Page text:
Abbas Akhavan, Study for a Monument (2013-2015), installation A Tale of a Tub, courtesy the artist & Family Servais Collection, photo: Fabian Landewee

 

Intimacy, perception and our surroundings  - in conversation with Eamonn Harnett and Suzanne Wallinga

Issue no3
Juni - Juli 2018
Transgression

Assemblages of Intimacy at A Tale of a Tub approaches issues surrounding the environmental through sensitive and intimate art. Nicole Sciarone talks to Suzanne Walinga and Eamonn Harnett, respectively the curator and initiator of the show.

Assemblages of Intimacy is an exhibition that explores the intimate relationships between humans and their environments; how we create meaning through our surroundings; how it can shape our identities; and our relationships with each other. The four artists each approach specific geological locations to touch on larger socio-political questions. Eamonn Harnett through his film Reflections upon an unknown country (2018), examines relationship between identity formation and your surroundings through returning to where he grew up. Abbas Akhavan sculptural work Study for a Monument (2013–15), investigates the correlation between environment, specifically the plant life that surrounded Tigris and Euphrates rivers, and memory politics. Mikhail Karikis’s film Children of Unquiet (2014), considers the issues involving post-industrialisation, landscape and the next-generation through the first geothermal power plant in the Devil’s Valley in Tuscany. Eric Peter’s ongoing project Economy as Intimacy looks a the relation between economy and intimacy. The exhibition is curated by Suzanne Wallinga in conversation with Eamonn Harnett. I sat down with them to talk about their collaboration, and the development of the exhibition.

—Nicole Sciarone What I find enthralling about this exhibition is how all the works emotionally captivate you, they lure you in and you feel and explore alongside them. How did your collaboration start?

—Suzanne Wallinga Eamonn wrote to us with a proposal for an exhibition but also with an idea for new work that he wanted to work on. I was intrigued by Eamonn’s proposal as I have been following his practice since he was studying at the Rietveld Academy. There is something sensual about both his practice and his proposal. That is why we decided to collaborate.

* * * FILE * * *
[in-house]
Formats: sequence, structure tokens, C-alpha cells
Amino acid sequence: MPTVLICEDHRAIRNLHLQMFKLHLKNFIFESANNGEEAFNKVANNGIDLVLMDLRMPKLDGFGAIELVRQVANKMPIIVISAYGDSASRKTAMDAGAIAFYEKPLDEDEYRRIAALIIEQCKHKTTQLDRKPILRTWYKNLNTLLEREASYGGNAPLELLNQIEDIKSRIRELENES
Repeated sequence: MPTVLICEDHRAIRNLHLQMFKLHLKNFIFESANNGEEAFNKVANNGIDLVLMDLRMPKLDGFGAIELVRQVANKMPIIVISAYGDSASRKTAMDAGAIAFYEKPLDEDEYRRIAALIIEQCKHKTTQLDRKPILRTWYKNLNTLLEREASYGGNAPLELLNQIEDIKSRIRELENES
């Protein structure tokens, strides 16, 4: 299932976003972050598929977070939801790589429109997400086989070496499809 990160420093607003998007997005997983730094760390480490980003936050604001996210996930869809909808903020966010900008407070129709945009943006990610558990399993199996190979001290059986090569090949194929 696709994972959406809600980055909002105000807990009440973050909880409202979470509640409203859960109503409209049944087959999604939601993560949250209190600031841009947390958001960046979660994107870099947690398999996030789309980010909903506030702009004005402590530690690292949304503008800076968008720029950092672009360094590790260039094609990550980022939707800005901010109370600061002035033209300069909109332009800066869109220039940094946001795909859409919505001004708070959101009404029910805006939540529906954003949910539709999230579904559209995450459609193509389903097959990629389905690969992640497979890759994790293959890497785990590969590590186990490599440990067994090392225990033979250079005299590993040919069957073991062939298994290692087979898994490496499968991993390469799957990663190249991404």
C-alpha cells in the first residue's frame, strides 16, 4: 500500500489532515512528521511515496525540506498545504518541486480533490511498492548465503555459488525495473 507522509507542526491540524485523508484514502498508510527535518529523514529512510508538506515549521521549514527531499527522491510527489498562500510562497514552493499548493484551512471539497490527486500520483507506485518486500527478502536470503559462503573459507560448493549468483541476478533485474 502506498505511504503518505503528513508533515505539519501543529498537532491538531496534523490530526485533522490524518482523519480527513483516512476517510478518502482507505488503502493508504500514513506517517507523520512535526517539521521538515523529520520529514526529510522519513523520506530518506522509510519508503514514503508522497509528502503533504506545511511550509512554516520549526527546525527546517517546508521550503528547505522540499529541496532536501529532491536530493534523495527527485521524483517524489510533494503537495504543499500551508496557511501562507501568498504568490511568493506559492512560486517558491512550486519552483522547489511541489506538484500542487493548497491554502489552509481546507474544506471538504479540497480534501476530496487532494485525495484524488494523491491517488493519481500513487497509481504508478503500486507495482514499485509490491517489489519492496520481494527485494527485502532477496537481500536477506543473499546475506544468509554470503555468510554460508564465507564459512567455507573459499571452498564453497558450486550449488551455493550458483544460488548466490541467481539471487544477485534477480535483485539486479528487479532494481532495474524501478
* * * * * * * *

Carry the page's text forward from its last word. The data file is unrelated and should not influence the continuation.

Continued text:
Eamonn Harnett, Hopes for unity, self articulation and sustainability of a group (2018), installatiefoto A Tale of a Tub. Foto: Fabian Landewee

 

Abbas Akhavan, Study for a Monument (2013-2015), installation A Tale of a Tub, courtesy the artist & Family Servais Collection, photo: Fabian Landewee

—Eamonn Harnett The film I made for this exhibition, Reflections upon an unknown country (2018), is based on the Irish landscape and is an exploration of my two identities. It is about me growing up in Ireland on a llama farm.

—Nicole Sciarone A crazy thing, a llama farm in Ireland.

—Eamonn Harnett It is peculiar and not specific to the area. What I find quite interesting is how you have all these overlapping elements – the different species, the anemones in the rockpools and our house overlooking the ocean – with which you are intimately involved with, or not. I think that specifically for me, because I grew up there, my experience of that particular landscape is more emotional. Perhaps you could say more autonomous and vague, whereas other people's research might be more scientifically engaged. The vagueness, I think, makes the work more complex.

—Nicole Sciarone Do you mean vagueness in that you didn't interact with the topics in a scientific way or through your familiarity of the area because you grew up there?

—Eamonn Harnett The familiar part because it has formed me. As a human being you are part of your past and of the surroundings that you have built up. I am composed of the natural environments with which I have emotionally been engaged.

—Suzanne Wallinga This is precisely why I was so enthusiastic about his proposal, and it was also the reason to create an exhibition with a couple of artists that have a similar approach, although they differ in their practices. The title of the exhibition, Assemblages of Intimacy, was chosen by Eamonn. We found it really fitting for bringing together a couple of artists’ practices with similar sensitivities. Eamonn and I agreed upon it being really important that there is a sort of connection to the work, to the material, and the land. It is an approach that we seem to forget. We found that in the end it was importantto take this approach further by making it into a group exhibition. So there are other artists’ works that focus on different locations. The artists all focus on the human perception and how it can change, on how there is a certain kind of intimacy in the relation between a person and the landscape. I think, in a way, it is a very different show in relation to other exhibitions that deal with the same topics.

Eamonn Harnett, Hopes for unity, self articulation and sustainability of a group (2018), installation A Tale of a Tub, photo: Fabian Landewee

 

Eamonn Harnett, installation A Tale of a Tub, photo: Fabian Landewee

Mikhail Karikis, Children of Unquiet, 2014, installation A Tale of a Tub, photo: Fabian Landewee

—Nicole Sciarone Were the other artists already part of the first proposal?